Shake Up an Inbred Board
Whether it's the board of a start-up, a family firm, or a closely held company, there always comes a point when you need to crack open the boardroom door and let some fresh air in. Often, the trigger is capital-based, accommodating a major investor or going public - or maybe a board just sees the need to improve its own standards and oversight.
Esther Dyson, boss of tech VC firm EDventure Holdings and editor of the influential futurist newsletter Release 1.0, is famous as a technology guru and writer in such media as Forbes and the New York Times. But she is also a director with many companies, including Cygnus Support, Medscape, and Perot Systems, and brings the sharp eye of a former securities analyst to her duties. Dyson's ideas on how to shake up an inbred or underperforming board?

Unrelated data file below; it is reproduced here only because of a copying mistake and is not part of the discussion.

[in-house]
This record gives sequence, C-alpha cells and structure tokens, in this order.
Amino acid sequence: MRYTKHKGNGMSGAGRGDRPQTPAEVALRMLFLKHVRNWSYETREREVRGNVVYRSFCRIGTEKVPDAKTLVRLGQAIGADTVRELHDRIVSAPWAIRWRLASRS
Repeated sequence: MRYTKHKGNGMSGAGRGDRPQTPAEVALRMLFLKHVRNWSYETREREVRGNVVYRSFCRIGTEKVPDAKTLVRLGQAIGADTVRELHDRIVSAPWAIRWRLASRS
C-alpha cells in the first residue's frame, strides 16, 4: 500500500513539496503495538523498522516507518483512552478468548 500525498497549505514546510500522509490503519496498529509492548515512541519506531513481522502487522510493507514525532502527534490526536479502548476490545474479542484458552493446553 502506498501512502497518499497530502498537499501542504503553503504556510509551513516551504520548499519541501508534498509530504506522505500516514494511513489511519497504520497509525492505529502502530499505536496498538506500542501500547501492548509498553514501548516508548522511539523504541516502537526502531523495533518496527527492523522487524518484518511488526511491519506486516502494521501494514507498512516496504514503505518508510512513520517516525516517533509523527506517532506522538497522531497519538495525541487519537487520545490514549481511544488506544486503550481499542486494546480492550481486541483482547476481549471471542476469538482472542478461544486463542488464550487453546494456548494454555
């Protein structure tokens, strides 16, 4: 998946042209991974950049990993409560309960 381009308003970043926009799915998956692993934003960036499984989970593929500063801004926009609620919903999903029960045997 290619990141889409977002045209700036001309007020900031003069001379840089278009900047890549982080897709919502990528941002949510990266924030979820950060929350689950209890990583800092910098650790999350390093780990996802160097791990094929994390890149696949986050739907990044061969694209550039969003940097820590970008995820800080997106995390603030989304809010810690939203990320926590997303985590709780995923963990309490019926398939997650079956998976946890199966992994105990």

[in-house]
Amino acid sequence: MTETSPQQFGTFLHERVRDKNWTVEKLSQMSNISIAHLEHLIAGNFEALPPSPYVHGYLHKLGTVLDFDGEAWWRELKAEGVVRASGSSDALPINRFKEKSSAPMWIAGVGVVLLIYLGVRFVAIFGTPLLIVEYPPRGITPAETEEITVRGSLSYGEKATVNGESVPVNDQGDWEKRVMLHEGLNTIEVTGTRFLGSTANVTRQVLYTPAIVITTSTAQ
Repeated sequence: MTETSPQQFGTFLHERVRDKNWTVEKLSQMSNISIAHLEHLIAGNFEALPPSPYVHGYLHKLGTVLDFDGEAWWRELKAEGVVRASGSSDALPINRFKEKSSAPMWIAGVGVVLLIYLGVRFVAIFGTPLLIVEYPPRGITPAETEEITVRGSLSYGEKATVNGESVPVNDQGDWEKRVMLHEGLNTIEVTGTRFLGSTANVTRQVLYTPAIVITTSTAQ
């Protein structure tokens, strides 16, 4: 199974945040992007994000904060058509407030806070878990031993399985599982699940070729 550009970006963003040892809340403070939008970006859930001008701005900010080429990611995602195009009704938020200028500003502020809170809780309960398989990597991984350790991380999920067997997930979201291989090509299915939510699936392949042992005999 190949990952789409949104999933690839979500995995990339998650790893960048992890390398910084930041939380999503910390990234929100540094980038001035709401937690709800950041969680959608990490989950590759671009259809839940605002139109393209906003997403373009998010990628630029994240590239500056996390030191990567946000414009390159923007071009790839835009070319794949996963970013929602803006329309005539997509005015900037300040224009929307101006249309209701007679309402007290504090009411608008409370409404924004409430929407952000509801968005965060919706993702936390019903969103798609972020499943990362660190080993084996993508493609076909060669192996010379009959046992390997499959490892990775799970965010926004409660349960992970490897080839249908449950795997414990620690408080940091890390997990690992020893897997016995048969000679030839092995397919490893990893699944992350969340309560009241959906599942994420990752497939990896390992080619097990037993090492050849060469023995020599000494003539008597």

- The new director on an inbred board starts by "pushing the board to confront issues, even before they're ready. Try and make people see reality. I find boards are often too slow to act."
- "Start by setting meeting dates well in advance. When the board is three guys and one uncle, the board tends to meet whenever they're all in town. But if they schedule the meeting in advance, there's much better communications in the presence of a new outsider, and they're less resistant to showing their laundry."
- This move toward formalizing the board extends to information. "It's as much a matter of collecting the material as putting it on the table." Dyson finds that it helps if management puts together a brief weekly or biweekly memo to board members on matters that are important. "We hired somebody new, or held this sales meeting, or we're negotiating with this new prospect. If the CEO had five minutes to fill me in, these are the things he would tell me."
Copyright © 2000 Ralph Ward's Boardroom INSIDER